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Overview of the Vehicle Scrappage Policy
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Overview of the Vehicle Scrappage Policy
Overview of the Vehicle Scrappage Policy

The success of any policy is measured by how much it resonates with various countries around the world, and hence it can be concluded that the automobile scrappage policy has been an overall success. In the reverberation of the 2008 global financial crisis, more than 18 countries implemented scrappage policy to combat the economic slowdown.

As the Narendra Modi government squares up this scheme's potential, it has realised the impending probability of a well-implemented scrappage policy. A well-executed policy will boost demand for motor vehicles and benefit in creating job opportunities and assuage the consumption and demand slowdown across different demographics. The aim was two-branched — to boost sales in the motor industry and to tackle emissions.

The Scrappage Policy around the world

In the US, the programme was called "cash for clunkers" and offered people between $2,500 and $4,500 to scrap older vehicles that gave mileage up to 7.7 km per litre. The programme ran for eight weeks.

The UK came up with an enticing scheme which gave car owners up to £2,000 for scrapping an old car and buying a new, more efficient one (co-funded by the government and the car industry) if they scrapped their old cars. However, the scheme was valid only if the individual bought a more fuel-efficient vehicle.

In China, there have been two rounds of an incentive-based policy to get polluting cars off the roads. In 2011, the city started a scheme to target cars registered in or before 1995. Residents were paid between $350 and $2,300 to scrap these vehicles. In 2014, the administration brought in the second policy that called for the scrapping of 'yellow label' cars. These cars did not meet the emissions and fuel standards of China.

Indian Prelude

On February 1, 2021, Finance Minister Nirmala Sitharaman declared a vehicle scrapping policy pushing the Nifty auto index 1% higher. She announced this while introducing the 2021 Budget of the country. While not giving out most details, Ms Sitharaman said that the new policy would eliminate old and unfit vehicles in the Indian market. The government intends to test-drive the policy by making it a voluntary endeavour at first, before making it mandatory. So what exactly does this policy entail?

The policy would mean that the vehicles would have to opt for a fitness test in the automated fitness centres after 20 years for private vehicles and after 15 years of commercial vehicles use.

A fitness test will be piloted at automated fitness centres, determining whether the vehicle will be qualified to function on roads, or whether it should be headed to the scrap.

The new vehicle scrappage policy is assessed to increase the INR 43,000 crore business opportunity by boosting the auto industry's utilization. The new policy will likewise help the environment as it will diminish vehicle contamination.

According to Sitharaman, the Ministry will announce the voluntary vehicle scrapping policy's details to eliminate old and unsuitable vehicles. It will urge individuals to eliminate old vehicles and purchase newer eco-friendly and harmless to ecosystem vehicles.

The new policy will permit customers to go for voluntary scrappage of old vehicles. The goal is to take out the old and polluting vehicles off the streets and send them to the scrappage yard to make these vehicles' ideal. Vehicles older than 15 years will have a decreased resale worth, and they are probably going to pollute and degrade the environment a lot more than the current new vehicles. Therefore, deliberately rejecting them will permit the scrapyard owners to recover the parts and bring in cash. The owners of vehicles will likewise get financial assistance to purchase another vehicle.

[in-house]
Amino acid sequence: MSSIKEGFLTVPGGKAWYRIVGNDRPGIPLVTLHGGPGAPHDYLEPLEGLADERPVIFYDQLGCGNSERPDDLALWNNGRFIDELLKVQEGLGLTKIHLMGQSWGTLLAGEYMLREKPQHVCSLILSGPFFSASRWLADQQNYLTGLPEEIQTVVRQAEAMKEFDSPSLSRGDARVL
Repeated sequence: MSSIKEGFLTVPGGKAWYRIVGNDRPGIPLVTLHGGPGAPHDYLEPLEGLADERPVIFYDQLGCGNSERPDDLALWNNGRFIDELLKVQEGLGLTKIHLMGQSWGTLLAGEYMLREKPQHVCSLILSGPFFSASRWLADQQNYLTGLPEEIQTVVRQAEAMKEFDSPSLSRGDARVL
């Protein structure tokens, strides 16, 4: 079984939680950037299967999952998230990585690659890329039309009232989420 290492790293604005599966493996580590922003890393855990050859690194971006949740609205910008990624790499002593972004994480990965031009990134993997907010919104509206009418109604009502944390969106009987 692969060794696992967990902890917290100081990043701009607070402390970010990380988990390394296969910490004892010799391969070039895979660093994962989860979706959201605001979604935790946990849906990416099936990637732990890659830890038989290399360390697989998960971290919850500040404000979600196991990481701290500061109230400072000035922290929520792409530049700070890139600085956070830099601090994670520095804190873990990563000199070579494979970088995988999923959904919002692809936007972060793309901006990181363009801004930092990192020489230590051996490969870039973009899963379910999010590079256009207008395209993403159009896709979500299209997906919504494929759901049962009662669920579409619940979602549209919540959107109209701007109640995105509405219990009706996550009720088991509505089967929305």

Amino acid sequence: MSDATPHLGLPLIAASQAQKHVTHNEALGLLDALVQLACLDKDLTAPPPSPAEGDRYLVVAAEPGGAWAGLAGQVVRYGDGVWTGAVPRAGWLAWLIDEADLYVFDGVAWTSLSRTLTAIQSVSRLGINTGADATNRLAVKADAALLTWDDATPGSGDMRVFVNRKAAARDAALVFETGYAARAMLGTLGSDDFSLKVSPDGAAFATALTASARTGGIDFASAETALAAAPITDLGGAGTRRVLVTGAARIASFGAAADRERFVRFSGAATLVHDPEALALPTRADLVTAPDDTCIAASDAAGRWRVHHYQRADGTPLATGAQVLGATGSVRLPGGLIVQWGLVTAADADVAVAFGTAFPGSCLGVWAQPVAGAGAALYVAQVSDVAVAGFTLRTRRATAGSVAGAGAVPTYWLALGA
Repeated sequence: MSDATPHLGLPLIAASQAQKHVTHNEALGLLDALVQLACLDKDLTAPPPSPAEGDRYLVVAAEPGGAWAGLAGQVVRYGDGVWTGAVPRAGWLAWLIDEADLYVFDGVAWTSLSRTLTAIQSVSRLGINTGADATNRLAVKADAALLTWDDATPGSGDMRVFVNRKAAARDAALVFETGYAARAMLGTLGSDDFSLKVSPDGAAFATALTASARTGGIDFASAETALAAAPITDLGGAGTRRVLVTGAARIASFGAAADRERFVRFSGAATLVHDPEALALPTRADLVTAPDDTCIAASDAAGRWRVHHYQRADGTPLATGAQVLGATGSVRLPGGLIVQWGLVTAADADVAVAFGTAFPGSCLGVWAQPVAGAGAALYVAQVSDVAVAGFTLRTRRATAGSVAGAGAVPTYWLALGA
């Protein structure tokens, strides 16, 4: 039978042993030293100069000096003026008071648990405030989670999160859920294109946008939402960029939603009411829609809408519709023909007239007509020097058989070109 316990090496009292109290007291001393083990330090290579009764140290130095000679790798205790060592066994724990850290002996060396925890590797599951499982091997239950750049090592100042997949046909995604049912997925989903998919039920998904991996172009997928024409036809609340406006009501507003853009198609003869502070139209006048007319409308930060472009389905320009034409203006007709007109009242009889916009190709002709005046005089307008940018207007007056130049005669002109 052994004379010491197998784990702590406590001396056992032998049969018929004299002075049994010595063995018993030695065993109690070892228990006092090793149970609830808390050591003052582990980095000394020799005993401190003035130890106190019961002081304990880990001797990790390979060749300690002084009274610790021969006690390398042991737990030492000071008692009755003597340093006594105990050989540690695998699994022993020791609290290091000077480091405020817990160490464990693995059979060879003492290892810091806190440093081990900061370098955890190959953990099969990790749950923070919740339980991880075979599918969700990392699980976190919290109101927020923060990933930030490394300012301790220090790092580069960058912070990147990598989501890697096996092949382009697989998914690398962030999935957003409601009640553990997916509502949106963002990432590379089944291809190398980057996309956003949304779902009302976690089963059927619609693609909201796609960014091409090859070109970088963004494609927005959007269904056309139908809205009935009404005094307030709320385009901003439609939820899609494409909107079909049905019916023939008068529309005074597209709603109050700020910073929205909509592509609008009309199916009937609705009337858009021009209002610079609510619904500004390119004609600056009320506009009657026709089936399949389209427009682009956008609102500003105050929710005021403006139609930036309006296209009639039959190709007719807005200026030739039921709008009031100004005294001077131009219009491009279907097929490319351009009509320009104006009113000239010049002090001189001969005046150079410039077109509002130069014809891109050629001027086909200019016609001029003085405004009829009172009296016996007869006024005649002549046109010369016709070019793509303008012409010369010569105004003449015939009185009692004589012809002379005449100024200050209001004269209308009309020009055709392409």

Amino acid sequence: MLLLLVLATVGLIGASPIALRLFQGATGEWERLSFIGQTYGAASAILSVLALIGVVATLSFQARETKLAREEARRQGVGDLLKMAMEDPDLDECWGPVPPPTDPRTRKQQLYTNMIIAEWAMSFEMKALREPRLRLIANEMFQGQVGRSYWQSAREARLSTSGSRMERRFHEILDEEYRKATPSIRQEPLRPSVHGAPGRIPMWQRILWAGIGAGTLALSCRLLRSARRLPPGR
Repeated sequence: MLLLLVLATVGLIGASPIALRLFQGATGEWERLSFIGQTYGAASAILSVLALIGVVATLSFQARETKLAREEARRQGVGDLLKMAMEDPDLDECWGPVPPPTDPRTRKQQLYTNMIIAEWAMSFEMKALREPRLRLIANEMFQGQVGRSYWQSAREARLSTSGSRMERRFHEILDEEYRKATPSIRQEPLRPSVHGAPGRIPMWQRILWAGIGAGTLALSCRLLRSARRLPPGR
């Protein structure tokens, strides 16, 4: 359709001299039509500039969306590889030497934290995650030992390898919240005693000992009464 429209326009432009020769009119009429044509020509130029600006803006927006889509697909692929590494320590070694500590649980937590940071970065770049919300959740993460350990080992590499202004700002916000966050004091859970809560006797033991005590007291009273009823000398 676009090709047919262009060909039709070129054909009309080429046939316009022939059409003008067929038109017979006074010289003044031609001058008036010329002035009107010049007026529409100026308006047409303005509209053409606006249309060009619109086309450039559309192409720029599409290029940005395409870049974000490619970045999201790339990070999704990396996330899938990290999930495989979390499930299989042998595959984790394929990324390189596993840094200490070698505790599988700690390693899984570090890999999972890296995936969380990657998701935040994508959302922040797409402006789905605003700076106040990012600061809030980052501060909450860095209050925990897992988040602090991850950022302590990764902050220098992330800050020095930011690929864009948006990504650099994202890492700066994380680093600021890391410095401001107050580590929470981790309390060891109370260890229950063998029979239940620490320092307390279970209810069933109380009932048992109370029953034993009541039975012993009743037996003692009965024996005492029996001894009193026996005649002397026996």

It will encourage the demand for new vehicles and boost the auto enterprises, one of India's primary businesses. The vehicles' scrapping will likewise guarantee that the metal and other recyclable parts are appropriately removed from the vehicle. It will help the environment too since these parts can be reused to make various things and can likewise be utilized to make new vehicles.


There are certain concerns relating to the policy over the definition of the life or age of a vehicle, that may result in an economic loss for the vehicle owner due to scrapping of the vehicle.

This concern mainly relies on the fact that India may face the same fate as the US. After the US implemented the Cash for Clunkers scheme to provide financial incentives to car owners, even after spending $3 billion, it failed to stimulate the kind of growth that was anticipated.


The new policy will be applicable from April 1, 2022, and the Ministry of Road Transport and Highways has declared the same in a declaration. When the policy occurs, India is relied upon to turn into a manufacturing centre for automobile brands worldwide in the coming years. The Ministry will share the details of this scrappage policy and other data in the coming days or weeks. Since it is a significant automobile policy, there will probably be a different meeting to address the same.

In India, vehicles are registered for fifteen years, and in Delhi-NCR, diesel vehicles are registered for ten years. On the off chance that the owners wish to keep the vehicle for an extended period, they would be required to pay-out through Green Tax. The green tax relies upon the urban areas' pollution, and it will be lower in the less contaminated urban areas.

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